By Jay Moore
It was a series of C-sharps which first called Abilene to worship in 1883. The tone rang forth from the belfry atop the small Methodist church located at South Second and Butternut. That same note, from that same bell, continues to sound each Sunday as one of Abilene’s oldest congregations gathers for worship.
Just weeks after the founding of Abilene, local Methodists organized into a congregation in 1881. They would be the first group to construct a place of worship, with a building going up at South Second and Butternut beginning in 1882. The small frame church cost $2,000 to build and it stood ready for worship, weddings and funerals by the summer of 1883.
The white, clapboard church design was quite simple. Evenly spaced along both the north and south walls were three arched windows. The east-facing double front door was topped with a Gothic-styled fanlight and framed by windows on either side. Perched on the roof was a small spire reportedly constructed by an itinerant carpenter named John Hancock from Cambridge, Massachusetts, who specialized in steeples.
Legend has it that while working on the steeple, Mr. Hancock was overcome with a dire premonition so strong that he simply put down his tools, walked to the Abilene train depot and caught the next passenger car east.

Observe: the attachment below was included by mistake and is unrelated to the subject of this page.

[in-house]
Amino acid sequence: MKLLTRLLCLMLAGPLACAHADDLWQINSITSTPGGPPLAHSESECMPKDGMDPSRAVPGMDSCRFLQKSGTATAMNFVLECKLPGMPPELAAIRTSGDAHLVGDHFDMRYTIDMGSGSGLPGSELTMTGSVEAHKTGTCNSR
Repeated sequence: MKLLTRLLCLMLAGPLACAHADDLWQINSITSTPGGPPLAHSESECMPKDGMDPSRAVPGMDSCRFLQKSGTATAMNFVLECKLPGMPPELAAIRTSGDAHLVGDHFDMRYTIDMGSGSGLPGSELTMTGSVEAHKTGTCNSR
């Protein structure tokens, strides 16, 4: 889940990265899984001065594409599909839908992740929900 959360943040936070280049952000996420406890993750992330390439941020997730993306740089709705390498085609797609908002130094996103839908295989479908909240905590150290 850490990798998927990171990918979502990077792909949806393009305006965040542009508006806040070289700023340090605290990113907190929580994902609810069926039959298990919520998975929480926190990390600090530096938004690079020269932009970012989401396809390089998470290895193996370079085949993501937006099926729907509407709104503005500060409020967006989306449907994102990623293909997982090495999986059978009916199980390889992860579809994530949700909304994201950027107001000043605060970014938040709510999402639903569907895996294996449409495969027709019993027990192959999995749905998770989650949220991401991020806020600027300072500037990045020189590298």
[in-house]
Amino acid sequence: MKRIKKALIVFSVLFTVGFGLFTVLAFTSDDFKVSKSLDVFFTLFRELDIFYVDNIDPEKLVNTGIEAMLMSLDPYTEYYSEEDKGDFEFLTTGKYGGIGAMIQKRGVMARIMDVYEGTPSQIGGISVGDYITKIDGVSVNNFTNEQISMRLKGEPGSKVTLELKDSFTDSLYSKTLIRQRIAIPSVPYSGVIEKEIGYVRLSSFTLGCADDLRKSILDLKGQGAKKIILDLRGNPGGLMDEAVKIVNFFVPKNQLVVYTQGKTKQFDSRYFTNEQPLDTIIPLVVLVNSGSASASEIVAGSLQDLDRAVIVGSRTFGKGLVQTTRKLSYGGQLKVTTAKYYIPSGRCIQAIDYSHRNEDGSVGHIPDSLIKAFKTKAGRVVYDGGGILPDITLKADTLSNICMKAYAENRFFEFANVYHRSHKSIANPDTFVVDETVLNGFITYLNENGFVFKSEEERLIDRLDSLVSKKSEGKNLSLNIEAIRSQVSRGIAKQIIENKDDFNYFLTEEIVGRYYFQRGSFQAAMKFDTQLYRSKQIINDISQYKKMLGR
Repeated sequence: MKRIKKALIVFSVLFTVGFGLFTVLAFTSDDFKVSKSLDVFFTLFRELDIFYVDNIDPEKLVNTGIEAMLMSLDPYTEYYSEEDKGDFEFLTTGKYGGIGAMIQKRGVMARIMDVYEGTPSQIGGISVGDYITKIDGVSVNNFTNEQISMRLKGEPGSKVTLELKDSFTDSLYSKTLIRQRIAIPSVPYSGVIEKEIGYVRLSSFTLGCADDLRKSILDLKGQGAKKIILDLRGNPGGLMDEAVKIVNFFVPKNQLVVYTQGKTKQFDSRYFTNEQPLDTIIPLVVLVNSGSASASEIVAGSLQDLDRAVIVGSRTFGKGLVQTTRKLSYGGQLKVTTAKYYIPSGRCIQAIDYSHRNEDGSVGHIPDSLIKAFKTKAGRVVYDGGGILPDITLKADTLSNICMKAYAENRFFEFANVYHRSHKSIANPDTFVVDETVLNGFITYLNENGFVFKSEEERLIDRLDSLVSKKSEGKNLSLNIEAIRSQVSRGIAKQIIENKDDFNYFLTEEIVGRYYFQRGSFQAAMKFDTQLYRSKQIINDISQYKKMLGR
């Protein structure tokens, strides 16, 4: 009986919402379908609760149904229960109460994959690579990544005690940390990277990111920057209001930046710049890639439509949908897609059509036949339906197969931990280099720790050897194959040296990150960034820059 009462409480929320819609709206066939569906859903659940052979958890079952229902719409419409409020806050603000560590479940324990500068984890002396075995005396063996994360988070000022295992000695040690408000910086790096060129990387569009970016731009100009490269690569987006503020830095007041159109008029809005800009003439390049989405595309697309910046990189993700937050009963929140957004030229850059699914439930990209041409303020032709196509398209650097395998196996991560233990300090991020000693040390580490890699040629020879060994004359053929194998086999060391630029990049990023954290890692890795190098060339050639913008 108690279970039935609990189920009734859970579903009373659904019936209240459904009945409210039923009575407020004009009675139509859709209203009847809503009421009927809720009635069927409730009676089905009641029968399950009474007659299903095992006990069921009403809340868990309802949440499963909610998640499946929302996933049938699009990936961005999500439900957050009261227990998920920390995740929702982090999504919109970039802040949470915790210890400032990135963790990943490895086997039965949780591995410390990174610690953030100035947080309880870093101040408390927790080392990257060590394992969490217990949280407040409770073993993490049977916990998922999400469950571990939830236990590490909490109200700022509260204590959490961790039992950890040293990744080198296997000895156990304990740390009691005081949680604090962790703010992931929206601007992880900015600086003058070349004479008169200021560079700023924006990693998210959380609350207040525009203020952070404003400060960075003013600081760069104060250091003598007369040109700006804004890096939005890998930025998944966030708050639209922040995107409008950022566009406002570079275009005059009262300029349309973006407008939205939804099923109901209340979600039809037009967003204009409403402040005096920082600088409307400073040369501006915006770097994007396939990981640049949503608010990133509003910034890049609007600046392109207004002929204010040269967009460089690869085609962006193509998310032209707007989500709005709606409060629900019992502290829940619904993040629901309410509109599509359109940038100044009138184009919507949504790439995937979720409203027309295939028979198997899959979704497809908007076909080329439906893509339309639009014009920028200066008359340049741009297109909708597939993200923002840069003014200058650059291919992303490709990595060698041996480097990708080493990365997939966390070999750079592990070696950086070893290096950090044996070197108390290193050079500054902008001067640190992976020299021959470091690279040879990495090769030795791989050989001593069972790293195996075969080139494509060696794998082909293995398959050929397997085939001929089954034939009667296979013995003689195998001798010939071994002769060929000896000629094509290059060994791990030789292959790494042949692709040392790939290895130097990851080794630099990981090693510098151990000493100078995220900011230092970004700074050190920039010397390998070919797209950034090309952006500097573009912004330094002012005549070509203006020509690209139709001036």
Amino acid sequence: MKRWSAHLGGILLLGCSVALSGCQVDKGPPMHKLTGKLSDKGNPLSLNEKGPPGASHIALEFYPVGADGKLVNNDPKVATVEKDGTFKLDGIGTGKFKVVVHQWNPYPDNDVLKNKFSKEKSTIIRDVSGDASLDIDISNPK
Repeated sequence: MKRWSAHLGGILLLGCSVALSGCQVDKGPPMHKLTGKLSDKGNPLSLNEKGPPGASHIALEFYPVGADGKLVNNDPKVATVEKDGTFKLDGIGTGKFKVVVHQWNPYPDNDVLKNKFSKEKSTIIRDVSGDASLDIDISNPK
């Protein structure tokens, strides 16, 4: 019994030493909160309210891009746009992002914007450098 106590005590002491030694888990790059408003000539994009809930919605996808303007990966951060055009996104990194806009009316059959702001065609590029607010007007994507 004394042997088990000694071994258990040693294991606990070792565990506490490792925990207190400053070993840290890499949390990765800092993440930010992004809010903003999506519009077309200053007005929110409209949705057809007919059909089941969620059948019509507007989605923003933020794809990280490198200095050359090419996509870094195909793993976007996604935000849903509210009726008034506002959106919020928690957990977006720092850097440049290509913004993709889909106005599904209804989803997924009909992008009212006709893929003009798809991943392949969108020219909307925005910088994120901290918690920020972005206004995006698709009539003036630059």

The small spire housed a copper bell, cast in 1883 by the Henry McShane foundry of Baltimore, and shipped to Abilene on the Texas and Pacific that same year. The original church would serve the congregants until it was replaced in 1890 with a larger building and the 300-pound bell was re-hung in a taller spire.
A third sanctuary was built in 1925 and, once more, the bell was hoisted into a new belfry. A fourth church was ready to receive worshippers on January 2, 1966 but, because the 1925 sanctuary was not razed, the forgotten bell remained in place until 2008 when the old red-brick 1925 sanctuary was finally demolished.
The long-silent bell was lowered from it’s long-silent perch, polished and fitted into a custom frame specially built so that this bit of Abilene history could be prominently displayed in the church foyer. Each Sunday, that original Abilene church bell still sounds out the deep C-sharp which has called Abilene to worship from her earliest days.